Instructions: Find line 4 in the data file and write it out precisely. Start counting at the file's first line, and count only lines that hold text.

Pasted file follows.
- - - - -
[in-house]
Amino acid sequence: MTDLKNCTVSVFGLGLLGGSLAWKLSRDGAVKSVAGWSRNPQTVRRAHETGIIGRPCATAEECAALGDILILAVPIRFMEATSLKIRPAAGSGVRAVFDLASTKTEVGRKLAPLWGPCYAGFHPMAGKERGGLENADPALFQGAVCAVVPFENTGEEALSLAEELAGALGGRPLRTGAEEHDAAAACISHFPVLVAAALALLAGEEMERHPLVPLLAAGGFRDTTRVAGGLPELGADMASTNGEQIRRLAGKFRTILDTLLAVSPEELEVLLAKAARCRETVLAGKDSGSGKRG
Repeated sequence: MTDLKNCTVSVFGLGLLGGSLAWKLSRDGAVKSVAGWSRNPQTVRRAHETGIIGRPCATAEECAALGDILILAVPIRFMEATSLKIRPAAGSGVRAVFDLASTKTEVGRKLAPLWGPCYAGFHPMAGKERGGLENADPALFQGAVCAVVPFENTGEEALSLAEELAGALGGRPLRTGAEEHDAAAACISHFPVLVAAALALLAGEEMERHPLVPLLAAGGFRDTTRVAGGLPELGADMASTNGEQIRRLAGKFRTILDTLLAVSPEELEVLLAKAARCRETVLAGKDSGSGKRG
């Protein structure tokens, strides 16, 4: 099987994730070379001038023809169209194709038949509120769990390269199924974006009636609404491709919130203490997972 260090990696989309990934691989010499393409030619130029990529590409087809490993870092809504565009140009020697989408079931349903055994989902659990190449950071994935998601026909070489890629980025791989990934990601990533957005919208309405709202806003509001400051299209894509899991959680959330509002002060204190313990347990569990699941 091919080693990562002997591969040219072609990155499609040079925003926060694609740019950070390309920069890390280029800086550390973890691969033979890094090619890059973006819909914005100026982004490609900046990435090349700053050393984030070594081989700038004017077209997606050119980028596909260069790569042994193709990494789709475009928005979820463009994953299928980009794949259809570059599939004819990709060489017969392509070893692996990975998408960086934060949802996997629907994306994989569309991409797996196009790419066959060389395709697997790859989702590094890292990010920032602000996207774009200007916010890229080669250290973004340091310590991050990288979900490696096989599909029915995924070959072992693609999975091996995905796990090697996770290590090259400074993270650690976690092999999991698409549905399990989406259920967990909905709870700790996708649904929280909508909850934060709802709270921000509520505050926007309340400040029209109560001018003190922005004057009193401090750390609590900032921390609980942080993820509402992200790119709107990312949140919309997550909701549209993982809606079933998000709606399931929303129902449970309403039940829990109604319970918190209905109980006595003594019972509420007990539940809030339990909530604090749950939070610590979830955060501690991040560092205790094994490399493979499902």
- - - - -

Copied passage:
């Protein structure tokens, strides 16, 4: 099987994730070379001038023809169209194709038949509120769990390269199924974006009636609404491709919130203490997972 260090990696989309990934691989010499393409030619130029990529590409087809490993870092809504565009140009020697989408079931349903055994989902659990190449950071994935998601026909070489890629980025791989990934990601990533957005919208309405709202806003509001400051299209894509899991959680959330509002002060204190313990347990569990699941 091919080693990562002997591969040219072609990155499609040079925003926060694609740019950070390309920069890390280029800086550390973890691969033979890094090619890059973006819909914005100026982004490609900046990435090349700053050393984030070594081989700038004017077209997606050119980028596909260069790569042994193709990494789709475009928005979820463009994953299928980009794949259809570059599939004819990709060489017969392509070893692996990975998408960086934060949802996997629907994306994989569309991409797996196009790419066959060389395709697997790859989702590094890292990010920032602000996207774009200007916010890229080669250290973004340091310590991050990288979900490696096989599909029915995924070959072992693609999975091996995905796990090697996770290590090259400074993270650690976690092999999991698409549905399990989406259920967990909905709870700790996708649904929280909508909850934060709802709270921000509520505050926007309340400040029209109560001018003190922005004057009193401090750390609590900032921390609980942080993820509402992200790119709107990312949140919309997550909701549209993982809606079933998000709606399931929303129902449970309403039940829990109604319970918190209905109980006595003594019972509420007990539940809030339990909530604090749950939070610590979830955060501690991040560092205790094994490399493979499902």